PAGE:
History Set Unit 5 Combined - Elizabeth Grossi

Terms in this set (42)

Proposed that slavery be banned in all of the gains of Mexican American war. David Wilmot proposal divided both parties along sectional lines.

The Pennsylvania representative was so adamantly against the extension of slavery to lands ceded by Mexico, he made a proposition that would divide the Congress. On August 8, 1846, Wilmot introduced legislation in the House that boldly declared, "neither slavery nor involuntary servitude shall ever exist" in lands won in the Mexican-American War. If he was not opposed to slavery, why would Wilmot propose such an action? Why would the north, which only contained a small, but growing minority, of abolitionists, agree?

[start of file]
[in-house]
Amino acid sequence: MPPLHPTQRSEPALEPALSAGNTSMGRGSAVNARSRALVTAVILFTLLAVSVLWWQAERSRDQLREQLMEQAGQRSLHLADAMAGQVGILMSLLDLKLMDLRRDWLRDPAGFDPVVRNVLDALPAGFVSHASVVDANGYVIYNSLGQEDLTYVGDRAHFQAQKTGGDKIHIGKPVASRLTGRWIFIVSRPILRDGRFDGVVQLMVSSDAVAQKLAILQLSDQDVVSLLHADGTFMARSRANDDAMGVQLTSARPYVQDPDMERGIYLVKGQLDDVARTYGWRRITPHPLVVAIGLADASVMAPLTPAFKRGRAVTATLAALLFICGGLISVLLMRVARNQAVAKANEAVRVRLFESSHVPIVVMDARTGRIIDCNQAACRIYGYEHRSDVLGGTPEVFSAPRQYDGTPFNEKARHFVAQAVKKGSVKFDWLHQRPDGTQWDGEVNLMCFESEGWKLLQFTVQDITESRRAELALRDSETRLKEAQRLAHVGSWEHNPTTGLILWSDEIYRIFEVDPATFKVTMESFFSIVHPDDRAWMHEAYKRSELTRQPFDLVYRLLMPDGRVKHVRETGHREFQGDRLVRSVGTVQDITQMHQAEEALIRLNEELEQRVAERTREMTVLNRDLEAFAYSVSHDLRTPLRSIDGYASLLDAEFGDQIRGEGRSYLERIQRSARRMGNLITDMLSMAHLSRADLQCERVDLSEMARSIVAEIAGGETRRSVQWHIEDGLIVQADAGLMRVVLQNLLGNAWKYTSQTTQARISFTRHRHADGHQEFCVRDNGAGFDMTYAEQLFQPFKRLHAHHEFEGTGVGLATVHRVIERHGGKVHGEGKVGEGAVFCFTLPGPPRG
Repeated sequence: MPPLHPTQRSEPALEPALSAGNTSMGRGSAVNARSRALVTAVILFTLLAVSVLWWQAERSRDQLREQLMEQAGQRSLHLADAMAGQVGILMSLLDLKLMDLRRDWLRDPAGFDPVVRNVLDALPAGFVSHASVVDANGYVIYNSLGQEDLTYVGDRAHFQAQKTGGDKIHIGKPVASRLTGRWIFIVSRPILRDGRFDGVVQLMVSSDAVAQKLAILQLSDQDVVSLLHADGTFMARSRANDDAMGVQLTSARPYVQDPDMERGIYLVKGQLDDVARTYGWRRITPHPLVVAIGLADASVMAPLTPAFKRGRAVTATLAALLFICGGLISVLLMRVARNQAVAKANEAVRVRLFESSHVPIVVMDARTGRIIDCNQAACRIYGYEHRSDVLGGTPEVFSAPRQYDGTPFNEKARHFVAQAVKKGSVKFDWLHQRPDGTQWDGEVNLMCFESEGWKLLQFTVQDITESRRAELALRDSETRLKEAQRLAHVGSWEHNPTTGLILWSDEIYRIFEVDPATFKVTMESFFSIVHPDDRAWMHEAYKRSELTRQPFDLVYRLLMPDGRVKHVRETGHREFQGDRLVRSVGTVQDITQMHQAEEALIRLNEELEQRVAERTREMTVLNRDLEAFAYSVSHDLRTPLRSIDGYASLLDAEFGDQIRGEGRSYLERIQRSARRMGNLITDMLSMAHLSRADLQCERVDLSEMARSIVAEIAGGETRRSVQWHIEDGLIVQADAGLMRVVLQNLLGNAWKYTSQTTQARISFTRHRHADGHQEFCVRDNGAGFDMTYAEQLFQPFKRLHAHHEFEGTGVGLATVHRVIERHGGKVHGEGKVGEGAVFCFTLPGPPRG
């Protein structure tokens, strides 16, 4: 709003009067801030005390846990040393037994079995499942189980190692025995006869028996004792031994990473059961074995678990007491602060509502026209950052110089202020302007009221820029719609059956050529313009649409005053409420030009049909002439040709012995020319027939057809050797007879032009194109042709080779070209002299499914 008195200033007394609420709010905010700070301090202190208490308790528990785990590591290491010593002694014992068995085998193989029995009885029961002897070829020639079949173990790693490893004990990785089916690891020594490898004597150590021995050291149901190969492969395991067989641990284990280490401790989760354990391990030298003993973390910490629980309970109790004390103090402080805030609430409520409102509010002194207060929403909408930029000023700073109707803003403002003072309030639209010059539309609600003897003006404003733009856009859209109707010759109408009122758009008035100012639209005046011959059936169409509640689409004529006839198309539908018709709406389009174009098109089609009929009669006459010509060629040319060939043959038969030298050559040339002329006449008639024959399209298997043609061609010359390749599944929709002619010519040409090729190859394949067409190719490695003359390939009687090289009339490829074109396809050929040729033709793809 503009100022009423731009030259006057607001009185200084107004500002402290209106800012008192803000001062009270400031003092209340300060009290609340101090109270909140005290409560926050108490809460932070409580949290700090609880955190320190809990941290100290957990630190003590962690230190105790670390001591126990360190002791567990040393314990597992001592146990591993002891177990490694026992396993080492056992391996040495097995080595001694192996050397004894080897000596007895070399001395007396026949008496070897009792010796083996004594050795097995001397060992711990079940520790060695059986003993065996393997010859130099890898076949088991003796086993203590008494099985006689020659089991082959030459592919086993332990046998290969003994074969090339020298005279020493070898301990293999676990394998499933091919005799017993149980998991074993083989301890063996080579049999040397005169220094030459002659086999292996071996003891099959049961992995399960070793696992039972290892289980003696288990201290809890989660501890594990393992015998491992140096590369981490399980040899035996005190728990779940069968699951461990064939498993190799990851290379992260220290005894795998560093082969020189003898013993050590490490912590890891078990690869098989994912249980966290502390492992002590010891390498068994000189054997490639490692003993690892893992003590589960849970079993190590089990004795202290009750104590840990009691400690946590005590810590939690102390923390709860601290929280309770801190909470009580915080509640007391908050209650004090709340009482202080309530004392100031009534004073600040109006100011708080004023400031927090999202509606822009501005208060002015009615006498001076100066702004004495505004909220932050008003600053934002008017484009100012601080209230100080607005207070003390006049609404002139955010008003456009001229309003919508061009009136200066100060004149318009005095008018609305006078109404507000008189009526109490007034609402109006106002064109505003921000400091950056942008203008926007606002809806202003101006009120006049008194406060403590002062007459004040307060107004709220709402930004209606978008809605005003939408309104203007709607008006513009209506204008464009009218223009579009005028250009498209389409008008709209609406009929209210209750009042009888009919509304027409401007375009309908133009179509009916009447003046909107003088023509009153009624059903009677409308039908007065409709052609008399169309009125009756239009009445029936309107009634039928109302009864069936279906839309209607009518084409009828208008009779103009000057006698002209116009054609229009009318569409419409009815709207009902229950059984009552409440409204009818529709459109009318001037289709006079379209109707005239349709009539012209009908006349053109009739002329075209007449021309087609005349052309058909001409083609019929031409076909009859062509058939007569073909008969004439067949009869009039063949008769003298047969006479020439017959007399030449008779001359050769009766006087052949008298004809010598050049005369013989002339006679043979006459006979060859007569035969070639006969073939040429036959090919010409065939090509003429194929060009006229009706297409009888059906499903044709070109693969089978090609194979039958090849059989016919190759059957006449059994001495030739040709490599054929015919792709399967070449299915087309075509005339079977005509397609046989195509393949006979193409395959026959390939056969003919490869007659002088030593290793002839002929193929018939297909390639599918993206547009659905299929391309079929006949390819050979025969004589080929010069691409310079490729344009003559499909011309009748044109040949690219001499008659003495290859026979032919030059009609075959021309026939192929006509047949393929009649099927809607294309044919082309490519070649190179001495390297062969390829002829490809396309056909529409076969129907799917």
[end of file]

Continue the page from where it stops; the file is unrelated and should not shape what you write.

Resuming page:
Wilmot and other northerners were angered by President Polk. They felt that the entire Cabinet and national agenda were dominated by southern minds and southern principles. Polk was willing to fight for southern territory, but proved willing to compromise when it came to the north. Polk had lowered the tariff and denied funds for internal improvements, both to the dismay of northerners. Now they felt a war was being fought to extend the southern way of life. The term "Slave Power" jumped off the lips of northern lawmakers when they angrily referred to their southern colleagues. It was time for northerners to be heard.

He envisioned California as a place where free white Pennsylvanians could work without the competition of slave labor. Since the north was more populous and had more Representatives in the House, the Wilmot Proviso passed. Laws require the approval of both houses of Congress, however. The Senate, equally divided between free states and slave states could not muster the majority necessary for approval. Angrily the House passed Wilmot's Proviso several times, all to no avail. It would never become law.